Film noir is a term coined by French critics in 1946 to describe what they considered an emerging and exciting trend in Hollywood films—one that signaled a new maturity in American cinema. The term translates into English as “black film,” and the darkness to which it refers applies both to the grim themes and events in many of these movies, as well as to their dark look. Many of them deal with doomed characters entangled in immoral and/or criminal activities that go horribly wrong. Such characters lose their psychological mooring and become increasingly desperate, and the depiction of that desperation can at times destabilize the traditional securities and aesthetic distance of the viewer from the events of the film. The cinematography of many of these movies often features images crisscrossed with ominous shadows and filled with dark, mysterious spaces.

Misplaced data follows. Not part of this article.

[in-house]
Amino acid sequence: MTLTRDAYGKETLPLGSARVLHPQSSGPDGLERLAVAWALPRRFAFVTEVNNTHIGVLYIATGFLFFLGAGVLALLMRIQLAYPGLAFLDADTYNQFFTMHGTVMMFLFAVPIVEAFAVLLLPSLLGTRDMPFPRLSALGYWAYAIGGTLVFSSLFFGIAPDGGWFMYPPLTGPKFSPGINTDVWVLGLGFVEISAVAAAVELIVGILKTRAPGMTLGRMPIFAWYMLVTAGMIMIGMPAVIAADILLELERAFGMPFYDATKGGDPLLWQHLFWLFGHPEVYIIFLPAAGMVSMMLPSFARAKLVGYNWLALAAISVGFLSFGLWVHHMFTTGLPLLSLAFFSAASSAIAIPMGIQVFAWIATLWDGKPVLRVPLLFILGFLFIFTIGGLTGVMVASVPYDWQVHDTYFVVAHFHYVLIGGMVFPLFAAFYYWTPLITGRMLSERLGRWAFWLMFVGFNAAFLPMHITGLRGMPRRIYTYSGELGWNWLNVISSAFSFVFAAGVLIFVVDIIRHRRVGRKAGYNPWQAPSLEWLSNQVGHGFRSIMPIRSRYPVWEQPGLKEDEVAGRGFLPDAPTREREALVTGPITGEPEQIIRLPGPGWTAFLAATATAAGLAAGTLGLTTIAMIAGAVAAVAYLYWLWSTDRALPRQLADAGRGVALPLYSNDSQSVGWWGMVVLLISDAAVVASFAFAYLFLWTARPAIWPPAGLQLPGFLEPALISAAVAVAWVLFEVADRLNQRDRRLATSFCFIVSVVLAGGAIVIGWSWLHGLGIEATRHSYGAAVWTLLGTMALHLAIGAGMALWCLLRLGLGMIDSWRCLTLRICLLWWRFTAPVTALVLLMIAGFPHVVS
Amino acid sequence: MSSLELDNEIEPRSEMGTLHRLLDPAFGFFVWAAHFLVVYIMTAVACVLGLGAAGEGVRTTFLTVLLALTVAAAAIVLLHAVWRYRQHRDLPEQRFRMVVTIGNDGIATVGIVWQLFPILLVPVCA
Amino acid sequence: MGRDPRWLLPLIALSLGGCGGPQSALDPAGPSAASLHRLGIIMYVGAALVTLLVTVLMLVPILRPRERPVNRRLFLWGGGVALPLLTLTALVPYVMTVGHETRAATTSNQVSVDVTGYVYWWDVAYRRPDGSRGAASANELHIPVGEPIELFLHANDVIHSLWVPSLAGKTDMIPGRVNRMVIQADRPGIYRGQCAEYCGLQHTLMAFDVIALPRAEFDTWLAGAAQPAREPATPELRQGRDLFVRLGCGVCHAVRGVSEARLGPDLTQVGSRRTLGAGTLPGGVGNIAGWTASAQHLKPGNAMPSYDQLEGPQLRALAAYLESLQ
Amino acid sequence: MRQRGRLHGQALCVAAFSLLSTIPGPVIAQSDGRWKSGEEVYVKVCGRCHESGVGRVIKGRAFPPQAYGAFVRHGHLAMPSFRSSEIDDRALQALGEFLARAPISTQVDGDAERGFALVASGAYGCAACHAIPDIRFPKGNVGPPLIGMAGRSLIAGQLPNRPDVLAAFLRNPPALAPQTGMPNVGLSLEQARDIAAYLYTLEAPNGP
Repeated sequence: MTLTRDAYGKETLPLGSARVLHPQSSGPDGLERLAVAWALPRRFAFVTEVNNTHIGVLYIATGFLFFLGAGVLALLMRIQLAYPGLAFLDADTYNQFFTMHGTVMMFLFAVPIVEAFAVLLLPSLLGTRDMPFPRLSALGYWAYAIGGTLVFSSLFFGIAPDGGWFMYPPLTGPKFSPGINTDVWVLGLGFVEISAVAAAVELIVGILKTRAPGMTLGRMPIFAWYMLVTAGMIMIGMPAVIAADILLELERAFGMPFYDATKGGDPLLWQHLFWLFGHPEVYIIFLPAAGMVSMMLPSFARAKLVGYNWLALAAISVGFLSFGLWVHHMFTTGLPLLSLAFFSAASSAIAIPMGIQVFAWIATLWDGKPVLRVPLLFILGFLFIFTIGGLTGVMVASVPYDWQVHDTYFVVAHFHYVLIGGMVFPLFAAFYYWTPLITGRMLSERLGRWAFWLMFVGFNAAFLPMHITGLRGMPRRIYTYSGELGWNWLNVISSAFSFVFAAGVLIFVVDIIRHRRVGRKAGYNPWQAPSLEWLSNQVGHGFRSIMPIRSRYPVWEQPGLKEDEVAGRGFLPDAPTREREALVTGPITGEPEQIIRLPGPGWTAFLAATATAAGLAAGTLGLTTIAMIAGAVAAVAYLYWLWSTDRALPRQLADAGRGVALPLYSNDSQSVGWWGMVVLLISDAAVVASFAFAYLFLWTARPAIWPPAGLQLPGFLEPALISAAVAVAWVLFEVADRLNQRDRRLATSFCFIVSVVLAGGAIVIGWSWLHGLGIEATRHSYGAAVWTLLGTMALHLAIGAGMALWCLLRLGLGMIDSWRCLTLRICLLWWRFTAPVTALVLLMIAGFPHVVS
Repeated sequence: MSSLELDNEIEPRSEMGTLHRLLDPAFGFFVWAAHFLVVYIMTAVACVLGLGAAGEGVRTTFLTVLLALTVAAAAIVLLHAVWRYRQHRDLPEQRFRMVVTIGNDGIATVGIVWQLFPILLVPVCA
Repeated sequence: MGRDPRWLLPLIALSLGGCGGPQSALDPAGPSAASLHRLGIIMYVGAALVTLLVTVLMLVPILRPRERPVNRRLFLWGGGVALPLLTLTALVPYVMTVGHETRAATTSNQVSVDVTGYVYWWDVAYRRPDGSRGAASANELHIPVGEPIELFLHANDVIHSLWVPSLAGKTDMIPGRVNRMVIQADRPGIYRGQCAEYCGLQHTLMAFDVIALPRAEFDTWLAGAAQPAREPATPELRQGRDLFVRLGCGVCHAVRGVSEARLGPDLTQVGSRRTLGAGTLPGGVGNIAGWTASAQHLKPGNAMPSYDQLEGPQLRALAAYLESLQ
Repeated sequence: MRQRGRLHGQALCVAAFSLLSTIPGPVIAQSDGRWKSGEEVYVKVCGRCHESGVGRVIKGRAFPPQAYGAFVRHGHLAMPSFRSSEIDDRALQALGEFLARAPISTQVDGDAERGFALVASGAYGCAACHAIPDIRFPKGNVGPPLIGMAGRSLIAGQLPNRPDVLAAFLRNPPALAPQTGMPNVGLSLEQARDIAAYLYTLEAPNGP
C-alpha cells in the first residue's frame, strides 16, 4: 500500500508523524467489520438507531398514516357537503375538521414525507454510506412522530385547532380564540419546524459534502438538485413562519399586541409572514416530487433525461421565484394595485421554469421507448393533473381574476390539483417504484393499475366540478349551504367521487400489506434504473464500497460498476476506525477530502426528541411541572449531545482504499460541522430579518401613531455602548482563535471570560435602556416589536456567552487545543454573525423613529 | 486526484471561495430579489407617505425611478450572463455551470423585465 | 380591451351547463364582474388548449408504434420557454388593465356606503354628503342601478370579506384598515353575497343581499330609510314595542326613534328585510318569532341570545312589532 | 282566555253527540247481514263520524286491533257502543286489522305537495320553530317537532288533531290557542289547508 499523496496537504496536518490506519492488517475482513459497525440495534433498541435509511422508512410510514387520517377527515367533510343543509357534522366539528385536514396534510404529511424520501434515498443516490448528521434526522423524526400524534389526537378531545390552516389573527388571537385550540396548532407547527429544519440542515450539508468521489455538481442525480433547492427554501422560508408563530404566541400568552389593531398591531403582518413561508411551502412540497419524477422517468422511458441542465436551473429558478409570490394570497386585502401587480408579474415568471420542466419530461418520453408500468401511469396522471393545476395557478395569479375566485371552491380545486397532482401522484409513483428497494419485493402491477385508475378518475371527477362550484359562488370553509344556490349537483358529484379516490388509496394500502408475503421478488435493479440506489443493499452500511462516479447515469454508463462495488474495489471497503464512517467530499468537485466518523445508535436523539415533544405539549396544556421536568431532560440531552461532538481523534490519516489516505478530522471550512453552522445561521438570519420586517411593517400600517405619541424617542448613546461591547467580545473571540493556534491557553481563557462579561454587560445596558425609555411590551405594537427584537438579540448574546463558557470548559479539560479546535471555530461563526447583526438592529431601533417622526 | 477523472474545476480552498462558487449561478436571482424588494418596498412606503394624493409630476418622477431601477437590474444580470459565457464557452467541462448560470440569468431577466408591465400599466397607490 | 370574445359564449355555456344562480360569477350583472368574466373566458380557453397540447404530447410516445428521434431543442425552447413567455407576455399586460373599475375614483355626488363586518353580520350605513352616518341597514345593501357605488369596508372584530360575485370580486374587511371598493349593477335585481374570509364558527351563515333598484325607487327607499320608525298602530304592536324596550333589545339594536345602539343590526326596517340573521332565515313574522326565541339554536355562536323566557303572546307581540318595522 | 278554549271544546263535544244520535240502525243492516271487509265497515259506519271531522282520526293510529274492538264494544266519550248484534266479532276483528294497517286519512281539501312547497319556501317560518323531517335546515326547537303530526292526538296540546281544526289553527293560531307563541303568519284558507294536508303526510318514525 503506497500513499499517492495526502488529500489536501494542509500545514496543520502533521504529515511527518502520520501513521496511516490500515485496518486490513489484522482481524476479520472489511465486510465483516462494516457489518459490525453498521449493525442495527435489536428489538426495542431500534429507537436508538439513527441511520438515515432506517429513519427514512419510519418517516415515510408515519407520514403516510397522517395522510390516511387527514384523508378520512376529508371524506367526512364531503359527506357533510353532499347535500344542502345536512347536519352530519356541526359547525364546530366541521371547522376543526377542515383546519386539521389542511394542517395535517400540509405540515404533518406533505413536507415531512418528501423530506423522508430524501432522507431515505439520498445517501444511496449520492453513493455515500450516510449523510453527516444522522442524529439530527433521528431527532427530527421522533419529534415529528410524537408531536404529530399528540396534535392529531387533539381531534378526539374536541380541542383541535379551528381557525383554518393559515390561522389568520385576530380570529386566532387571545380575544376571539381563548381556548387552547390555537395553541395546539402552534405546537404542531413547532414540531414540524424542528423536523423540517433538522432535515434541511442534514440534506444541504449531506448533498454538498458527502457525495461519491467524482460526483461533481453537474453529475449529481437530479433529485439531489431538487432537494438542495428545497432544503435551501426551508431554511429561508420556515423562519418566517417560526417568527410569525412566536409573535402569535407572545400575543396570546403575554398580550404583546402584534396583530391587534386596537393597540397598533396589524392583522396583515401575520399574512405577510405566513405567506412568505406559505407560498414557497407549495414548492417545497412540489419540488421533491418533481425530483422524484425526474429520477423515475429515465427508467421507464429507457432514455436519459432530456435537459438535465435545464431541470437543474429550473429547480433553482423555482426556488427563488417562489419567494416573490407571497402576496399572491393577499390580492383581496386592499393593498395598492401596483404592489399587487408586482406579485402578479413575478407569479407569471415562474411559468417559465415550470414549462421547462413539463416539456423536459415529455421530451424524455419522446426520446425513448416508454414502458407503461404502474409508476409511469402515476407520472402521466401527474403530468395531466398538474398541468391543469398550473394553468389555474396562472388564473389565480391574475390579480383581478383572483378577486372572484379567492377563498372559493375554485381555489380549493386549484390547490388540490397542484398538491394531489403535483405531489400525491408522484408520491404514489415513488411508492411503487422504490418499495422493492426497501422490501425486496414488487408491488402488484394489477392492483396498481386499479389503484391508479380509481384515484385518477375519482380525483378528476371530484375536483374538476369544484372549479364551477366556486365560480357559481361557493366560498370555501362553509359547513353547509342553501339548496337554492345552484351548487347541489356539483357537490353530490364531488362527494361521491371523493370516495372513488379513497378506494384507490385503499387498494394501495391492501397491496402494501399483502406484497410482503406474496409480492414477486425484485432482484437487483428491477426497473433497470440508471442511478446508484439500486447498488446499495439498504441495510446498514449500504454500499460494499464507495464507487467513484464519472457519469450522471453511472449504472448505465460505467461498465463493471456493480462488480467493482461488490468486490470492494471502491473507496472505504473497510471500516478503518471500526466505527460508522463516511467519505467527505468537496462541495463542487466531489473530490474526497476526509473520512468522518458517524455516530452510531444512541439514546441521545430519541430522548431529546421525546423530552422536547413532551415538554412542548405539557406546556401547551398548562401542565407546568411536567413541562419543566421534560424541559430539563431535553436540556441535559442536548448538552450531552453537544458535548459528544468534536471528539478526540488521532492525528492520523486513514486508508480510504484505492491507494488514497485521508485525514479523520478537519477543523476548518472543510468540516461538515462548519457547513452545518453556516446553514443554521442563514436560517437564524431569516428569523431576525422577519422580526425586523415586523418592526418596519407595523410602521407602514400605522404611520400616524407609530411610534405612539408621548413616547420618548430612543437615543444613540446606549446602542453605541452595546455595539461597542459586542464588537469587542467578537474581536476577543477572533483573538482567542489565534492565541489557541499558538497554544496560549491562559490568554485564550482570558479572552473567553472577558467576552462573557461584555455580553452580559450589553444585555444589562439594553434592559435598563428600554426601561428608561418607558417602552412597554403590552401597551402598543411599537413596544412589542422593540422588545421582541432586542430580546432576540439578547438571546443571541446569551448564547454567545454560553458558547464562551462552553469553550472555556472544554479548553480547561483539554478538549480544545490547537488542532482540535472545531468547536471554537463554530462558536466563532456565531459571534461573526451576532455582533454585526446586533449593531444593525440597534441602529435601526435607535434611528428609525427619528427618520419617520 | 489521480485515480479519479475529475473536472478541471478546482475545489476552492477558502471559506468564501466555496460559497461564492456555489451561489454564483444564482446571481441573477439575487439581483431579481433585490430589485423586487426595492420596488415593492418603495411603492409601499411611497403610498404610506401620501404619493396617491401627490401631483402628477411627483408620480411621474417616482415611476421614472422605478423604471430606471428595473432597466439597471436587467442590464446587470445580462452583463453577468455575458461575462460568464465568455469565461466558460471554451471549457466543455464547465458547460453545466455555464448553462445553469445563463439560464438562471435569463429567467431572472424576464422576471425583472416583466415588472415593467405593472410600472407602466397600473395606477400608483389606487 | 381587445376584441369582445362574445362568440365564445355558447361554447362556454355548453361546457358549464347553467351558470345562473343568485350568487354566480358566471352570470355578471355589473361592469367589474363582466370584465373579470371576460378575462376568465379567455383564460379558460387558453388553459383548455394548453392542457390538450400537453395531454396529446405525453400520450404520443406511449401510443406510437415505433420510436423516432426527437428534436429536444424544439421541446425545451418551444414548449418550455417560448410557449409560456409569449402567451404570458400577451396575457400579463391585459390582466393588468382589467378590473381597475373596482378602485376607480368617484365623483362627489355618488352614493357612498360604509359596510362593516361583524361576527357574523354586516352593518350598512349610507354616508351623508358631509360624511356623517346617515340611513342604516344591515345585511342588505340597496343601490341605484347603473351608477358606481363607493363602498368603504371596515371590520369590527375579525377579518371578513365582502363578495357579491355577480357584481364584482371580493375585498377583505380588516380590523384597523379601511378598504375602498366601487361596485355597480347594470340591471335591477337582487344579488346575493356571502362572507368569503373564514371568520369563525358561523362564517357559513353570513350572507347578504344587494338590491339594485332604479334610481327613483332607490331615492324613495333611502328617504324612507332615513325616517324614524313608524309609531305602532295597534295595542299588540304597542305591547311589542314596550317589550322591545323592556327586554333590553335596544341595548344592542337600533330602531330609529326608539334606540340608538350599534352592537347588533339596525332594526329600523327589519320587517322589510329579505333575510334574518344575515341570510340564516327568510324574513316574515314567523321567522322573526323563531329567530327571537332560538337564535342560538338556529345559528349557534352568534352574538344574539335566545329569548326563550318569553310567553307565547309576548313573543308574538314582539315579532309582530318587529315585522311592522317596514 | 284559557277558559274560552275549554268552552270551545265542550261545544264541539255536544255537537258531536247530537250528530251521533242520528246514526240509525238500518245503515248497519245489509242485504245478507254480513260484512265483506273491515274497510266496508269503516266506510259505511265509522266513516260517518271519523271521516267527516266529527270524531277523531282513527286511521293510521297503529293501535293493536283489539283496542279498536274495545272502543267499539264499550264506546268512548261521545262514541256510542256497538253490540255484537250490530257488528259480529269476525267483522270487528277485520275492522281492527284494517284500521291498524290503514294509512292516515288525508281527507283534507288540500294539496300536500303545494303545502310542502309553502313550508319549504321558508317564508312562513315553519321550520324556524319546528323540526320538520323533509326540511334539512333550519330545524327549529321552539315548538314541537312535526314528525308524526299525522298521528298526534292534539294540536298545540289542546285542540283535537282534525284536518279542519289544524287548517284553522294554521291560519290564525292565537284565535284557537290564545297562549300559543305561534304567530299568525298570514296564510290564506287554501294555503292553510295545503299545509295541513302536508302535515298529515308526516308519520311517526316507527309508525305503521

This article explores the origins of the genre in the 1940s, major influences upon it, its development and many transformations, its intersections with other genres, its place in Hollywood history as well as postwar American culture, its frequent bouts with industry censorship, reasons for the difficulties that critics encounter with defining it, its ongoing popularity, and its extensive influence upon multiple media.